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  • Writer's pictureTali

Tali's Horror Road Trip: New York

A novel with a red cover and a dark, foreboding building is set up in front of a stack of other novels

"Rosemary's Baby" by Ira Levin

State: New York


Don't trust neighbors who are too nice.

I loved this book so much. It was simple but still a fantastically creepy story. The book managed to keep me at the edge of my seat and completely glued to the story. I almost felt like I could not read the story fast enough.

Rosemary Woodhouse, a Manhattan housewife, and her husband Guy, an actor, find out a four-bedroom apartment has become available in the Bramford building. Rosemary falls in love with the 7E apartment and begs her husband to get out of the lease of their current apartment. The Bramford apartment has gothic undertones. It's spacious and has a lot of wood carvings in the walls.

After they move in they realize that they have odd neighbors. Minnie and Roman Castevet are eccentric older people who seem to mean well by visiting and offering food. The story takes off after Rosemary has a bizarre dream that seems very real.

This simple but superb story unfolds very slowly and starts to reveal layers at just the right pace with the right amount of creepiness to keep the reader engaged. I never thought that the story was too slow or boring. Levin did a good job at setting up the environment and characters. Several scenes had my heart racing, like at the end when Rosemary was approaching the baby's bassinet.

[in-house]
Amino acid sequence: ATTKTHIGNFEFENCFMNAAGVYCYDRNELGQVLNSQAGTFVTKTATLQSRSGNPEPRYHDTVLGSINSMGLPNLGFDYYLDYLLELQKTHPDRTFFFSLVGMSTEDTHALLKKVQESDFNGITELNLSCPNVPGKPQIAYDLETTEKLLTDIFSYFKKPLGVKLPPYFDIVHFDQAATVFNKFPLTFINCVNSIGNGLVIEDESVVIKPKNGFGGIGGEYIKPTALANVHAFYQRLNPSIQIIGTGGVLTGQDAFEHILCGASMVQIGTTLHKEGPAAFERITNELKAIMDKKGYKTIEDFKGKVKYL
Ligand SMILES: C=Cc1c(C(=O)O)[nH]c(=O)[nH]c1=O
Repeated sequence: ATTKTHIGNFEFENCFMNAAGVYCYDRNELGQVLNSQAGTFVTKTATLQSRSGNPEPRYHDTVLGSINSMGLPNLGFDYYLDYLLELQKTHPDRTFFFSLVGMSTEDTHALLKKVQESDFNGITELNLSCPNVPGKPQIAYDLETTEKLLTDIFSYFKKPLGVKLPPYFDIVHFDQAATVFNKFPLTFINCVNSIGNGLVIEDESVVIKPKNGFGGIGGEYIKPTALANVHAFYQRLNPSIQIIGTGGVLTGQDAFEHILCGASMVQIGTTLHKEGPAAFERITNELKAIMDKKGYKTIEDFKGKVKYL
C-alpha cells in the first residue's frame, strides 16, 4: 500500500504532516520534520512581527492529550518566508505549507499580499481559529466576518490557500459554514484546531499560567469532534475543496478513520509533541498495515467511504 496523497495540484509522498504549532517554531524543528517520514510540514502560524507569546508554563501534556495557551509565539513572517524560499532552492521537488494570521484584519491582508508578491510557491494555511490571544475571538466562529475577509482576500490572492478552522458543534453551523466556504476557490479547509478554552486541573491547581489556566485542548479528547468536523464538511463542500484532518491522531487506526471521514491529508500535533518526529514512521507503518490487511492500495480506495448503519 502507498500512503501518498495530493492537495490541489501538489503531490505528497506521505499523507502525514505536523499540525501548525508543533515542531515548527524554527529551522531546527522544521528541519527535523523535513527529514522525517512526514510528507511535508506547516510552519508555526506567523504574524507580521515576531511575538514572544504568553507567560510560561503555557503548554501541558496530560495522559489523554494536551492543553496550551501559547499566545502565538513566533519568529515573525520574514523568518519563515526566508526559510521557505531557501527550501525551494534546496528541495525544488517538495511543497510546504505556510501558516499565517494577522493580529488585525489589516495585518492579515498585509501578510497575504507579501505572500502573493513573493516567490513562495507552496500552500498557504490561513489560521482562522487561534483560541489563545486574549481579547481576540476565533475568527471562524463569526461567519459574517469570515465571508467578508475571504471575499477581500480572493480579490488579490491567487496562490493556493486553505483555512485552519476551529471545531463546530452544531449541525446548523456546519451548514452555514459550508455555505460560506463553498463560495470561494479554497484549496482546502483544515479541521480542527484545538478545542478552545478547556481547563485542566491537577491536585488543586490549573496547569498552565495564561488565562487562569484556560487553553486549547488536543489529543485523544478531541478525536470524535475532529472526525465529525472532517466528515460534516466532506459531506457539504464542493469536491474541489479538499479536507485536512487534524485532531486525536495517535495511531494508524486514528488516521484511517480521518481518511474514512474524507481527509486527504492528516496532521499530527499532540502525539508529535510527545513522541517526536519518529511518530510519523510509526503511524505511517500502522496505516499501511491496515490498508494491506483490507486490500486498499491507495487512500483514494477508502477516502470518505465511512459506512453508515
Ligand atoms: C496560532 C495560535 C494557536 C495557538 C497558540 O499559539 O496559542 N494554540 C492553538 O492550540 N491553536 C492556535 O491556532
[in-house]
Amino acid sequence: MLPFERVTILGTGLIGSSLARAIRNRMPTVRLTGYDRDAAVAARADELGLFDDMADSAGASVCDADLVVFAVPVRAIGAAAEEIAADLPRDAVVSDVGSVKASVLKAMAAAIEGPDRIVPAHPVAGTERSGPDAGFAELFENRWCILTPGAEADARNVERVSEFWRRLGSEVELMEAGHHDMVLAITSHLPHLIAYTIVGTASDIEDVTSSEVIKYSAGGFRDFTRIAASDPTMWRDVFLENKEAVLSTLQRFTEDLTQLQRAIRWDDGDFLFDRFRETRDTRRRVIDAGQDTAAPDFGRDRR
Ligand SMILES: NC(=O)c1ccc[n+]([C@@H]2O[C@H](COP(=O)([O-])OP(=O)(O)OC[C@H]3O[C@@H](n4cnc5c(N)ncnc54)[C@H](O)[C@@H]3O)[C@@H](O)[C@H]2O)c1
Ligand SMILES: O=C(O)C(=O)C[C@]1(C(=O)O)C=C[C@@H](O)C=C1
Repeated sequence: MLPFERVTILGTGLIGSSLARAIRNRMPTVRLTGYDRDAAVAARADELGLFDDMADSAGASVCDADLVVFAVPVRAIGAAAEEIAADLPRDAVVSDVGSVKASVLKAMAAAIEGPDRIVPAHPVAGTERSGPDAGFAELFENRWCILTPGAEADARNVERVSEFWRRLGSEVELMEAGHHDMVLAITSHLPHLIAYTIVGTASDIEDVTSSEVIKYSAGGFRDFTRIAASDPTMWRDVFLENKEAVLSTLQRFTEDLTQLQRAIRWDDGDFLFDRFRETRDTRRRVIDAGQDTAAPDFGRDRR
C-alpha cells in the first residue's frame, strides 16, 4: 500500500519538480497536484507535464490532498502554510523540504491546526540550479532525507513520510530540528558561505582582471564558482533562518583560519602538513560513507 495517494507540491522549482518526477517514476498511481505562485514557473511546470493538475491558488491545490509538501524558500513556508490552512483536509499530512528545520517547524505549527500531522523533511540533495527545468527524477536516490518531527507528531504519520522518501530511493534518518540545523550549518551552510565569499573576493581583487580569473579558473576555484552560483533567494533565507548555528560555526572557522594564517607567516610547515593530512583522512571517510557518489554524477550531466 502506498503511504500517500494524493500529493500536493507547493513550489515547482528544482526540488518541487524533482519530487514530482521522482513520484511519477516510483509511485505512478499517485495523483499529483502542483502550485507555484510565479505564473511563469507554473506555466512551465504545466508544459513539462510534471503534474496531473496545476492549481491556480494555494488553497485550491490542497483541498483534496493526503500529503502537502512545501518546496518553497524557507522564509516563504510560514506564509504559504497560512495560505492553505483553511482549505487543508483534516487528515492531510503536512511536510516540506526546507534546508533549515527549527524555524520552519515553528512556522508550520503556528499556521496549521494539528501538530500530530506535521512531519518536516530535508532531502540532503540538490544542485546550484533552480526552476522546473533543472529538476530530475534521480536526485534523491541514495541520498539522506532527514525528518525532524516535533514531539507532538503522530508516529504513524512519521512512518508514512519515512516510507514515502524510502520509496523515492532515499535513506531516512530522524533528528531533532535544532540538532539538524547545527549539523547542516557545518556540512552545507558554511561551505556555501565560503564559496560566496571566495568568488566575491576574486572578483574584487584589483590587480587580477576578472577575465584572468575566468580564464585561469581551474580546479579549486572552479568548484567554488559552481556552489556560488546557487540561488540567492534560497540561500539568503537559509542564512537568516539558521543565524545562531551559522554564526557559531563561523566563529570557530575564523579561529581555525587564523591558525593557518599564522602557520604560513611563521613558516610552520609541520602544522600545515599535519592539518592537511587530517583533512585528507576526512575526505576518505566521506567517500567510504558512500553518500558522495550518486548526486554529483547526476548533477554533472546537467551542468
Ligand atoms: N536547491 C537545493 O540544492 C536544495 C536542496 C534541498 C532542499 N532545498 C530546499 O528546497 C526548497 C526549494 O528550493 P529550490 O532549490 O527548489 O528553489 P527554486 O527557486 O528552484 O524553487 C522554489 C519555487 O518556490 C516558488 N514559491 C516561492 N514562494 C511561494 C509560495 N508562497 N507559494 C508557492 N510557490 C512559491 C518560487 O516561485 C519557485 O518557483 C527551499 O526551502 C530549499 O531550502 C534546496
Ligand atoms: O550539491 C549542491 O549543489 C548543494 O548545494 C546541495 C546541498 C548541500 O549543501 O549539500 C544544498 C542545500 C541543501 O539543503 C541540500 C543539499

I loved that the adaptation stayed true to the book. Several phrases used in the movie were taken exactly from the book. Aside from minor differences, like the end, the movie was a scene by scene adaptation . Some parts in the beginning of the book were also slightly different. As the actors were speaking, it almost felt like I was reading the book all over again. The similarities were uncanny even down to what Rosemary was wearing in some scenes.

"Rosemary's Baby" is an example of a bare bones story where a person can watch the movie and never really read the book.

Other recommended reads in New York:

"Gothic" by Phillip Fracassi

"Ghost Written" by Ronald Malfi

"Heart Shaped Box" by Joe Hill

"The Project" by Courtney Summers

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